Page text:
Hold on a sec…the Weapon’s Master is back??? I guess the DC reboot hasn’t forgotten everything that made the Dan Jurgens run of the Justice League so good! In fact, it was issue #61 of the Justice League that featured the Weapon’s Master from April of 1992 that birthed my love of comic books.
Much to my dismay however, the Weapon’s Master is neglected the spotlight and used more as a comic relief, along with Flash and Green Lantern’s bantering over who plays who in the old “good cop-bad cop” routine. But Wonder Woman never misses a beat with her ever-so-subtle entrances to help calm the storm.
Meanwhile, Supes, Bats, and Cyborg take on a riot at Arkham Asylum, seemingly started by the notorious villain, “The Key.” Apart from Bruce Wayne’s text to Clark Kent about his dinner plans, this a much more angst driven fight, filled with the kind of gothic sensibilities that follow Batman like a plague.
However, hovering in the shadows is the crippled author, David Graves who mysteriously disappeared and now walks with a super powered metal suit (so it would seem) attacking Colonel Steve Trevor and forcing him to reveal the secrets of the JL Satellite base. From author to potential arch villain? From respected JL fan to revenge driven old man? This I gotta see!!!
There’s an interesting juxtapose coming out of #9; Graves is shown being an expert on the Justice League, having written multiple books on them and other super-powered phenomenons, and the book continually (and randomly) flashes back to each League member’s past, showing very stressful times in their lives that directly connected to their current situation as superheroes. Unlike last month’s installment, this issue is working on almost every level, providing us with some very cool story building elements. I’m going to make the educated guess that these flashbacks are both memories which haunt the League but also have to do with the knowledge Grave’s has in which he will use against the League within an issue or two. I wonder why Aquaman wasn’t included in the festivities though? Hhhhmmmmm…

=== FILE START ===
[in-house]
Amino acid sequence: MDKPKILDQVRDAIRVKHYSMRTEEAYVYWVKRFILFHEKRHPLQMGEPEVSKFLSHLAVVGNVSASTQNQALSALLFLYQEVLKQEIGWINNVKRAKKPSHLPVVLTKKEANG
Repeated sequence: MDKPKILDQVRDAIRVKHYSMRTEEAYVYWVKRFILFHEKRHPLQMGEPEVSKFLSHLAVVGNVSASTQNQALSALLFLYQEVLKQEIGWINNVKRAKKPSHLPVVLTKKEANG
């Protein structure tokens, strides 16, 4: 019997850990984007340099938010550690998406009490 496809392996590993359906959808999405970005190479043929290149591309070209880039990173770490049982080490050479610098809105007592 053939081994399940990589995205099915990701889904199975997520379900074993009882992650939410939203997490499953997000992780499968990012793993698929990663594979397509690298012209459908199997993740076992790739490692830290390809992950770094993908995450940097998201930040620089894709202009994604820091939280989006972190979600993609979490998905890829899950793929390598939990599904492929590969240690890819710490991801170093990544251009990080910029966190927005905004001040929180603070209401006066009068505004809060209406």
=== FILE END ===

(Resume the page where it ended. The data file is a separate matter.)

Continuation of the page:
One of the most terrifying moments in the book is when Graves shoots his doctor. It doesn’t matter that superheroes and villains have died of much more devastating causes due to supernatural, explosive, or cataclysmic events, the visual of a bullet to the chest and blood flowing out on the carpet seems to have a different and much more emotional impact. Would you agree?
I love Jim Lee, but am I the only one who sees his work as…unchanging? Comic books, especially the much more main stream ones, have gotten to a point where even their BEST artists follow a similar format when it comes to penciling. With Jim Lee, so many of the poses and stances each character has in THIS issue can be found in almost every issue Jim Lee has ever drawn. I love his work, don’t get me wrong, but due to its unevolving nature, I find myself enjoying the artwork of Amanda Conner, Francis Manapul, and others that tend to keep their style fresh and unique.
And of course, a secondary storyline involving Billy Batson and company comes to us right after Steve Trevor ends the Justice League section of the book, being forced to do something that Wondy will, most likely, whoop his butt for! Billy is having to endure being apart of a family he never wanted in the first place, a school that seems to be against him, and anger issues he should probably seek therapy for. But it’s all part of the plan for the upcoming change destined for little Batson. I’m enjoying the slow pace, I just wish it wasn’t in the Justice League book! I appriciate not feeling compelled to buy another title, but unless there’s an eventual connection Captain Marvel will have with the League, (Possibly replacing the uninteresting Cyborg???? pleaseohpleasohpleaseohplease…) I’d really like the Cap to have his own solo book.
And there we have it, issue #9! It’s a great read and an undeniably fantastic improvement on an already fun title. Three more issue to go before we hit the one year mark, and things are just starting to boil!
9 out of 10 stars